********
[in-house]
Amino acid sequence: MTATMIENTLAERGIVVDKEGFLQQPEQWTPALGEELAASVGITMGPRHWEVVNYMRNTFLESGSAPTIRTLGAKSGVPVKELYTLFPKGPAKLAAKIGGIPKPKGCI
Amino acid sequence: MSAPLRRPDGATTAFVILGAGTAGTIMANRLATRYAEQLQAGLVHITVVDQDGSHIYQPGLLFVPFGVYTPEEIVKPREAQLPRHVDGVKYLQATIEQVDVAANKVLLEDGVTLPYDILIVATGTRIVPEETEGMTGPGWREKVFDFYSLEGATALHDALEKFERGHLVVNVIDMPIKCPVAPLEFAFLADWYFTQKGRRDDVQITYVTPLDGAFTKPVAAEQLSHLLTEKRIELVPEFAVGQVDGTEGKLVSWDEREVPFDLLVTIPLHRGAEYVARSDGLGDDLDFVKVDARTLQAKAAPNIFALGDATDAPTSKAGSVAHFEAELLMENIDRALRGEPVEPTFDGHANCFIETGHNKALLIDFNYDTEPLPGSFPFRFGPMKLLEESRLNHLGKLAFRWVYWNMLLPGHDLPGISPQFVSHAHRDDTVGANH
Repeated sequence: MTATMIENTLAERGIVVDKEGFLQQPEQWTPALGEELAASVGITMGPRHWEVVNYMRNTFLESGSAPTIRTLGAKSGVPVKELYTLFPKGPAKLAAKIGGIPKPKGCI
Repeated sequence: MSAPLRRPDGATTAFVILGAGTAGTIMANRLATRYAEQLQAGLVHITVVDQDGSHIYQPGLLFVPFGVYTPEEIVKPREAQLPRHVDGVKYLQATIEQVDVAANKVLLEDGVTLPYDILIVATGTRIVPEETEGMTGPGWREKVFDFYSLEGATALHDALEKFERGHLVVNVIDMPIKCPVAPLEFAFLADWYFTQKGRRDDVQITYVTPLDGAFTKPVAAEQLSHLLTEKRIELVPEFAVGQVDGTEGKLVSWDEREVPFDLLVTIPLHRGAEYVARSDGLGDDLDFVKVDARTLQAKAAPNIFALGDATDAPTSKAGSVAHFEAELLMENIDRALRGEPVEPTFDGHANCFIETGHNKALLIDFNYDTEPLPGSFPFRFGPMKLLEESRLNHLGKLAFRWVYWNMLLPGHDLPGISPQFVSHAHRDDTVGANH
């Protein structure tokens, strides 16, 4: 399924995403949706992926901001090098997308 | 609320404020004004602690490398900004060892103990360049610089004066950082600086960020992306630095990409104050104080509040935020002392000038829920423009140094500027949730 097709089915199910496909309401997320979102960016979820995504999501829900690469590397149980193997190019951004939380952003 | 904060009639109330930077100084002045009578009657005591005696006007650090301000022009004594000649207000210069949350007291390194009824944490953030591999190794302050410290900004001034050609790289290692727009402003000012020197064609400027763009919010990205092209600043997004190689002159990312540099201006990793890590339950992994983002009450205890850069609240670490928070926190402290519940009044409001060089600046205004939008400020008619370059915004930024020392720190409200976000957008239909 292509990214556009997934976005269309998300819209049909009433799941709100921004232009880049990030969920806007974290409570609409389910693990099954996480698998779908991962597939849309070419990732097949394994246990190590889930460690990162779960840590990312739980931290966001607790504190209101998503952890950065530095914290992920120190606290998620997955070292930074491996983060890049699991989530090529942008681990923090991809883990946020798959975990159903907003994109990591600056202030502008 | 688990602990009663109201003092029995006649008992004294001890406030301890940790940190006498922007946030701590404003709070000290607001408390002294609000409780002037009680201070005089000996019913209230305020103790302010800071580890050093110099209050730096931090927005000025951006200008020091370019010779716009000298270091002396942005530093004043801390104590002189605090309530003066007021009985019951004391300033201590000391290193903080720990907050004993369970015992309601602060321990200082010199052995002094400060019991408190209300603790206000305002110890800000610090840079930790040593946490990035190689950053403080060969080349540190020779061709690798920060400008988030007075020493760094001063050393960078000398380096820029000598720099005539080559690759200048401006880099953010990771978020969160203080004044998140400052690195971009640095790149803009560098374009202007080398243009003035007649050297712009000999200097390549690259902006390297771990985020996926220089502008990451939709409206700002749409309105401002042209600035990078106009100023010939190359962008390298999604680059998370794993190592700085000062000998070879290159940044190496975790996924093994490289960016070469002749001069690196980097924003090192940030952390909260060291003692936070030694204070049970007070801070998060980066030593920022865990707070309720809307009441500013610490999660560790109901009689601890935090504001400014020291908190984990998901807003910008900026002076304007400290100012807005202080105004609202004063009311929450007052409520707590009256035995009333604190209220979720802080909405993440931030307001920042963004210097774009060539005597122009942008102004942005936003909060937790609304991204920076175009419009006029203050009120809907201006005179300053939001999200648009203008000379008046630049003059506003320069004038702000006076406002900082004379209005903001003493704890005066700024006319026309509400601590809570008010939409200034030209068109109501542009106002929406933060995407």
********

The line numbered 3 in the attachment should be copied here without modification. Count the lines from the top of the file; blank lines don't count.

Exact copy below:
Amino acid sequence: MSAPLRRPDGATTAFVILGAGTAGTIMANRLATRYAEQLQAGLVHITVVDQDGSHIYQPGLLFVPFGVYTPEEIVKPREAQLPRHVDGVKYLQATIEQVDVAANKVLLEDGVTLPYDILIVATGTRIVPEETEGMTGPGWREKVFDFYSLEGATALHDALEKFERGHLVVNVIDMPIKCPVAPLEFAFLADWYFTQKGRRDDVQITYVTPLDGAFTKPVAAEQLSHLLTEKRIELVPEFAVGQVDGTEGKLVSWDEREVPFDLLVTIPLHRGAEYVARSDGLGDDLDFVKVDARTLQAKAAPNIFALGDATDAPTSKAGSVAHFEAELLMENIDRALRGEPVEPTFDGHANCFIETGHNKALLIDFNYDTEPLPGSFPFRFGPMKLLEESRLNHLGKLAFRWVYWNMLLPGHDLPGISPQFVSHAHRDDTVGANH